JUST SAY NOMEANSNO: You know you're getting old when you see headlines in music rags like, "It's Been 25 Years Since Punk Rock Was Invented: Where We At Now?" and "Jello Biafra Convicted Of Hoarding Royalties From Former Dead Kennedys Bandmates." (The most ironic thing that could possibly happen, and therefore one which offers a firm nail in the coffin of the Age of Irony, we can hope.)

It freaks me out that touchstones of my youth are so ancient these days; the first Replacements album came out almost 20 friggin' years ago (19, to be precise). Same with the Meat Puppets and Black Flag and Husker Du; and it's been a full two decades since the Minutemen were first waxed for posterity. I feel ancient, maaaan.

So it's always refreshing when people from that era--the early '80s American punk rock scene--stick around in vital ways. It's rare, to be sure: the old burnout versus fade away thing'n'all. But who is cooler on the planet than Mike Watt, who has survived the demise of both the Minutemen (due to the van accident near Tucson that took the life of his bandmate and best friend Dennes Boon) and fIREHOSE, and continues to tour the country "econo-style" in a van with his buddies, spreading the punk rock gospel?

And though old Jello's anti-consumerism message becomes a little hazy in light of his recent court battle, a band that has, ostensibly, gotten paid better than East Bay Ray and his brethren over the years (they've resided on Biafra's Alternative Tentacles label for 15 years now), and have indeed proven vital for just as long--is Vancouver, British Columbia's NoMeansNo.

The band has always appealed to this aging punk rocker for combining the funkiness of the Minutemen with the politics and humor of the Dead Kennedys and the weirdness of The Residents.

I imagine it'll sound just as pleasing to those weaned on Mr. Bungle or Primus, though. Perhaps the most astounding thing is that their latest album, 1998's Dance of the Headless Bourgeoisie (Alternative Tentacles) still kicks ass 18 years later, and is in no way a mere retread of past glories. Call it prog-punk if you must, but these guys have been doing it as well as anyone for as long as anyone, and they deserve serious attention and accolades. The rarely touring band's live shows are legendary, and they've worked hard at retaining an anonymity that only adds to their mystique.

Don't miss NoMeansNo, along with openers Removal, at 8 p.m. Thursday, June 22, at the Rialto Theatre, 318 E. Congress St. Advance tickets for the all-ages show are available for $10 at CD Depot, Guitars, Etc., Hear's Music, Zip's University, and Congress Street Store. They'll be $12 at the door. For more info call 798-3333.

VOTE FOR ALDERMAN: A funny thing happened to Portland, Oregon-based singer/songwriter Lael Alderman on the way to pop stardom: He got the shaft. After self-releasing the acclaimed alt-country title Slowdrag, he and then-new backing band The Loved were signed to a $200,000 contract with Geffen Records. But after eight months of getting dicked around by the label, they were unceremoniously dropped when Geffen merged with Interscope after the Giant Corporate Merger of Seagram's and Universal, their new parent company.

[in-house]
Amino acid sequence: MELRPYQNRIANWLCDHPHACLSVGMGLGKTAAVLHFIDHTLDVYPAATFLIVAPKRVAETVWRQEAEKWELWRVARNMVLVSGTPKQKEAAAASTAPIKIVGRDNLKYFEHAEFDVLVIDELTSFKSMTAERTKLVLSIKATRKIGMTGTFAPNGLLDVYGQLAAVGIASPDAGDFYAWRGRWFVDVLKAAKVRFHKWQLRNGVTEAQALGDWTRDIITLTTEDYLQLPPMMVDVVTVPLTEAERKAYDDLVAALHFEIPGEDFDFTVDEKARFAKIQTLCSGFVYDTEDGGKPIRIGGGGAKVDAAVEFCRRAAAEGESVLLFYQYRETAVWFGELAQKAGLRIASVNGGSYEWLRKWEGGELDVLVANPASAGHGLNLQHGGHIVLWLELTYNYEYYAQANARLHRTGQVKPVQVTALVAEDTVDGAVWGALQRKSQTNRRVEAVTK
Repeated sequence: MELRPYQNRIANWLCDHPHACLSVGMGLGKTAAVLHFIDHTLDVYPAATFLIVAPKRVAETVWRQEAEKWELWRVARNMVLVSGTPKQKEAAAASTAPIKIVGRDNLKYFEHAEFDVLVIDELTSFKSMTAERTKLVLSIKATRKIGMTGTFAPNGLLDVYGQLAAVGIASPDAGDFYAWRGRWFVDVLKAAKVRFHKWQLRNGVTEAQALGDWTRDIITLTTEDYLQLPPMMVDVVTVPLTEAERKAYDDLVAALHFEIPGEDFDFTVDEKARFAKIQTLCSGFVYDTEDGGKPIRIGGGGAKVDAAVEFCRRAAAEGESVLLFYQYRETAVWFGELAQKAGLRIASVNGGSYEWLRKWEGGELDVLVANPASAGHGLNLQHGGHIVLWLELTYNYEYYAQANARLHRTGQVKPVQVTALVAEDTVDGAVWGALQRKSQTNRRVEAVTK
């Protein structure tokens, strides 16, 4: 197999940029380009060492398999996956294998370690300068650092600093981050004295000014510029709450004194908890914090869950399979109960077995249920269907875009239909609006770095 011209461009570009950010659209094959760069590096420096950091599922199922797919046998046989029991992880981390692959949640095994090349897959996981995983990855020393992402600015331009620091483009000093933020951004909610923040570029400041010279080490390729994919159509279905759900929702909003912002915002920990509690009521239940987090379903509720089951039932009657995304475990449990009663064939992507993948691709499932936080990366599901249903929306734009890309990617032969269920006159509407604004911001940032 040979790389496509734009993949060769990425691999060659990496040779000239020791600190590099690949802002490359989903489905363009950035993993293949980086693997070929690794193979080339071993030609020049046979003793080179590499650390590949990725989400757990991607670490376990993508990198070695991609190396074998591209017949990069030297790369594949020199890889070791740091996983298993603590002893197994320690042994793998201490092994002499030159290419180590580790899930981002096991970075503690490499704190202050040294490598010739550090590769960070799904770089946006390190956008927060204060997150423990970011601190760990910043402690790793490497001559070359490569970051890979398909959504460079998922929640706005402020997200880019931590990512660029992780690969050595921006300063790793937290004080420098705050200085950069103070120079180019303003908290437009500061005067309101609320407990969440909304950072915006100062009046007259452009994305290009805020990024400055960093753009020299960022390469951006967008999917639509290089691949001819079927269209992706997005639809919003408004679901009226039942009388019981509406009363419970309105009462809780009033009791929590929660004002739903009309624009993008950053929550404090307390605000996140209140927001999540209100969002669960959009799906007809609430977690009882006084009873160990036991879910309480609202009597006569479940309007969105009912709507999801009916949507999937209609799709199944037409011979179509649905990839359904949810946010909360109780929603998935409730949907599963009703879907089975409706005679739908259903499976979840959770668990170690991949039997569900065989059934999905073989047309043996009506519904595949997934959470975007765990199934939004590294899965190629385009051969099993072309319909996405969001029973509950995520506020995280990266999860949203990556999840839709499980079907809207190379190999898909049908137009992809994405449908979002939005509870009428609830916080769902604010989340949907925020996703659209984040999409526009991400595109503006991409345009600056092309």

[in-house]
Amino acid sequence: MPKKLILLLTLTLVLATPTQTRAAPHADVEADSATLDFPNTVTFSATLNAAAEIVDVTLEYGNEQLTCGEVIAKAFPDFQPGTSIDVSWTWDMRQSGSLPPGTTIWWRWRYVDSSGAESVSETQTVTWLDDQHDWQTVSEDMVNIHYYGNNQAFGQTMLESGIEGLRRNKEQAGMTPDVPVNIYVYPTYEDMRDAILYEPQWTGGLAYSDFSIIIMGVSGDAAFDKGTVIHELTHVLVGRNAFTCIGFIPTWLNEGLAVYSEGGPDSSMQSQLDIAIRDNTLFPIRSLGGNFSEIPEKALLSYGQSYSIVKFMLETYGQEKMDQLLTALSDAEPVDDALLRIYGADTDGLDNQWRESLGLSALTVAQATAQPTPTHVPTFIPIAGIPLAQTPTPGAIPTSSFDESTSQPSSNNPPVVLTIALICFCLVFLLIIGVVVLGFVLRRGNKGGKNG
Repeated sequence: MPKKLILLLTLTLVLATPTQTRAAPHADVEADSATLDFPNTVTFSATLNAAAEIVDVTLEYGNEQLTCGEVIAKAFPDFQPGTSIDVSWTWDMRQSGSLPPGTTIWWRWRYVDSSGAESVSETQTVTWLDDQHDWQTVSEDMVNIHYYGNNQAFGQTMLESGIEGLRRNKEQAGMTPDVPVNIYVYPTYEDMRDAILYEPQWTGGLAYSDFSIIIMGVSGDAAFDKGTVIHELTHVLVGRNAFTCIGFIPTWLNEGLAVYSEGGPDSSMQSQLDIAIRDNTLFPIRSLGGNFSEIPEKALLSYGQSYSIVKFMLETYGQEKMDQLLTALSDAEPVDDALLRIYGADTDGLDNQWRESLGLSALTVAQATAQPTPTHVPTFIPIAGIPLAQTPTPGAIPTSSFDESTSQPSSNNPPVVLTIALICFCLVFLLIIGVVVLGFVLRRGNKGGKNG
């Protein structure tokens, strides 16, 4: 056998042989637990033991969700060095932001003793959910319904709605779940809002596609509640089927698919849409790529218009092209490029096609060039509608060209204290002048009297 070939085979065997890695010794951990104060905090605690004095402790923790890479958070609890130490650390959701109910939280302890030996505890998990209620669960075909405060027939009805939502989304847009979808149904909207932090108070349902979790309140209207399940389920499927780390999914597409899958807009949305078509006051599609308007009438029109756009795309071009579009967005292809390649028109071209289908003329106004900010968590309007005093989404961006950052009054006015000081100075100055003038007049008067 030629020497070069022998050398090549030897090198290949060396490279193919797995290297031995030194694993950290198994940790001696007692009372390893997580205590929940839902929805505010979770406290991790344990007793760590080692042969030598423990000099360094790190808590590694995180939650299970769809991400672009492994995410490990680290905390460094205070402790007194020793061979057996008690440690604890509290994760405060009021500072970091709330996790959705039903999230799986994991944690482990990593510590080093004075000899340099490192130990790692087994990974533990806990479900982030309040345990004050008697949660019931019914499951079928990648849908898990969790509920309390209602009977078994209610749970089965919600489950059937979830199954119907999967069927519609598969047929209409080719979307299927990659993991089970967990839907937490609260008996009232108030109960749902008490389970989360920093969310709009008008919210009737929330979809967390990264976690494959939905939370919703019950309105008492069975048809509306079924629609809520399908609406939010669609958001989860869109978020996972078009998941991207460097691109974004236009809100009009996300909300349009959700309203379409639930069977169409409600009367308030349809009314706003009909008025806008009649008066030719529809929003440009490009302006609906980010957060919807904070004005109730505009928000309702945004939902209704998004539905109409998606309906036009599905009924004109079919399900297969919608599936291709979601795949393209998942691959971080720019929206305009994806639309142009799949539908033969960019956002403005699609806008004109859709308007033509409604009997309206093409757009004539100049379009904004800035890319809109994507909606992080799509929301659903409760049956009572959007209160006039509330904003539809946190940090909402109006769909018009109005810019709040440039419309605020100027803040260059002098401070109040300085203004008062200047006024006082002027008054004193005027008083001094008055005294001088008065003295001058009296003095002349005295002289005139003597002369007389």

Alderman forged ahead, scarred but smarter, and recorded the album intended to break him to a national audience. Adding insult to injury (thanks to a quirk in his songwriting deal with Sony/ATV), he was unable to release any material under his real name. He decided to revert to his middle name and released 1999's Diary himself under the moniker of Lael Leroy and the Loved. Geffen doesn't know what it missed.

Diary is a superb meeting of sad 'n' purdy modern country-rock, à la Scud Mountain Boys or The Jayhawks, with a decidedly pop edge that at times recalls Crowded House or Ben Folds Five. These are songs that sound sufficiently familiar and timeless so as not to sound out of place sandwiched between "Temptation Eyes" and "I Saw the Light" on the FM oldies station.

He's dropped the band for now, touring solo and trying out new songs for a fall release, but his songwriting is riveting enough to pay the nominal cover charge when Alderman performs at 9 p.m. Thursday, June 22, at 7 Black Cats, 260 E. Congress St. Questions? Give 'em a call at 670-9202.

BAND WAGON: Poetic drama punks the Fireants make their way back to town via SoCal this week for a show with local girl punks The Wrecks and (speaking of the Dead Kennedys) Über Alice. The show, part of the band's Hotter Than Hell Arizona Tour, hits 7 Black Cats at 9 p.m. Friday, June 23. That number again is 670-9202.

The Gay Pride March that begins in the park at Fourth Avenue and Second Street on Sunday, June 25, will wind up at Club Congress, 311 E. Congress St., for an after-party benefit for OUTrage and Lesbian Avengers. The club promises performances galore, and cover is $5. For more information, call 622-8848.

HEADS UP: Here's forewarning for distinguished rockers all over town, regarding next Thursday, June 29. You have a big decision to make: Do you go see the Reverend Horton Heat, with Hank Williams III and Thunderosa at the Rialto; or do you head over to Solar Culture for the Delta 72 and Apocalyptics show? Either way, the real winner is you. More next week.